Each logging type offers a particular benefit, and you can switch types on the fly without affecting the status of any services for IIS. The only thing to keep in mind is that a new log file for the current log period (per day, by default) will be created with a different pair of leading characters denoting the type of logging.
The default logging method for IIS 5.0, the W3C Extended Log File Format, is a standard defined by the World Wide Web Consortium (W3C). This logging format can divulge a large amount of information on the activity of your IIS server, and IIS lets you drill down to select which options you want to log. You configure the options by clicking the Properties button (highlighted in green in Figure A) after selecting the desired log format.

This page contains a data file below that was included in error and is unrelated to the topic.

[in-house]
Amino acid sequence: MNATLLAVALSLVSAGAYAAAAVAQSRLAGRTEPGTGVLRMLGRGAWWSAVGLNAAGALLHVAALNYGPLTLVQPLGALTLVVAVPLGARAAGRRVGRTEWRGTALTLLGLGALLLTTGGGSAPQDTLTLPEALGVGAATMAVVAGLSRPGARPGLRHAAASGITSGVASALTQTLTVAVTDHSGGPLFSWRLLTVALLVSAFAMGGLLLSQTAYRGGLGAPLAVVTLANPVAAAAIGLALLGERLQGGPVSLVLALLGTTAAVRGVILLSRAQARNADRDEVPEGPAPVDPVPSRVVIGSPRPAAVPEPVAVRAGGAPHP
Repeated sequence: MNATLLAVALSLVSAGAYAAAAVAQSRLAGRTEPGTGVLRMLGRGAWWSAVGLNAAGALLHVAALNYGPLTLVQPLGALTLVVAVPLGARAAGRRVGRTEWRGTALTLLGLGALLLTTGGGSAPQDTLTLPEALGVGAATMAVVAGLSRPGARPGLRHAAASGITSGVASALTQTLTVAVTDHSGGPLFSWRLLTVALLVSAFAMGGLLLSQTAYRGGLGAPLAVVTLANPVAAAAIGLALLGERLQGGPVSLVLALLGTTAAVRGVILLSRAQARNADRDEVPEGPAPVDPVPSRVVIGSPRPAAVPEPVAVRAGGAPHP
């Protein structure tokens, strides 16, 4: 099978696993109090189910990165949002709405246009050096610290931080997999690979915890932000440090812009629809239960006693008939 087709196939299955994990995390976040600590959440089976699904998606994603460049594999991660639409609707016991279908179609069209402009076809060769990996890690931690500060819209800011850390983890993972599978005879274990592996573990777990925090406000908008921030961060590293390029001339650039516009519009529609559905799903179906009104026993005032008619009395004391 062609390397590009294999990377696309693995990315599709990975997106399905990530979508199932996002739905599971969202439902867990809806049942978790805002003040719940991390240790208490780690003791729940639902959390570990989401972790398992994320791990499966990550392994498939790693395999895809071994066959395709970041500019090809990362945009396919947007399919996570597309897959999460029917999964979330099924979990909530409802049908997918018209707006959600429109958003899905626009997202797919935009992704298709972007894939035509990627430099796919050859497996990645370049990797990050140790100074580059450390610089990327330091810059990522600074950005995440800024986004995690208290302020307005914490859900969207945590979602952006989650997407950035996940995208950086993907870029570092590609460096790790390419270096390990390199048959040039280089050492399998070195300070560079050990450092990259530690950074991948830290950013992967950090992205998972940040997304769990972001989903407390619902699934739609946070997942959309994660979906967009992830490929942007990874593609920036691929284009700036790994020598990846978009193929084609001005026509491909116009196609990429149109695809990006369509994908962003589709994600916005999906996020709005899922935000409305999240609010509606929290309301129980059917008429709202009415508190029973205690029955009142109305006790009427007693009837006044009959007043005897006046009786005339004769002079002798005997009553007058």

Specifying which variables you want to log can make interpretation a lot easier and more useful. Figure B shows an example of some of the available W3C options. This isn’t the complete list, but you can review full descriptions of all the options from Microsoft’s Windows 2000 Server Documentation.
Viewing log files
If you select any text file logging formats except ODBC, the logs are kept in a default location of \Winnt\System32\LogFiles\W3svc1. These files are transactional files, so you can’t open the current log file. If you want to look at it, you need to make a copy of it and view the copy.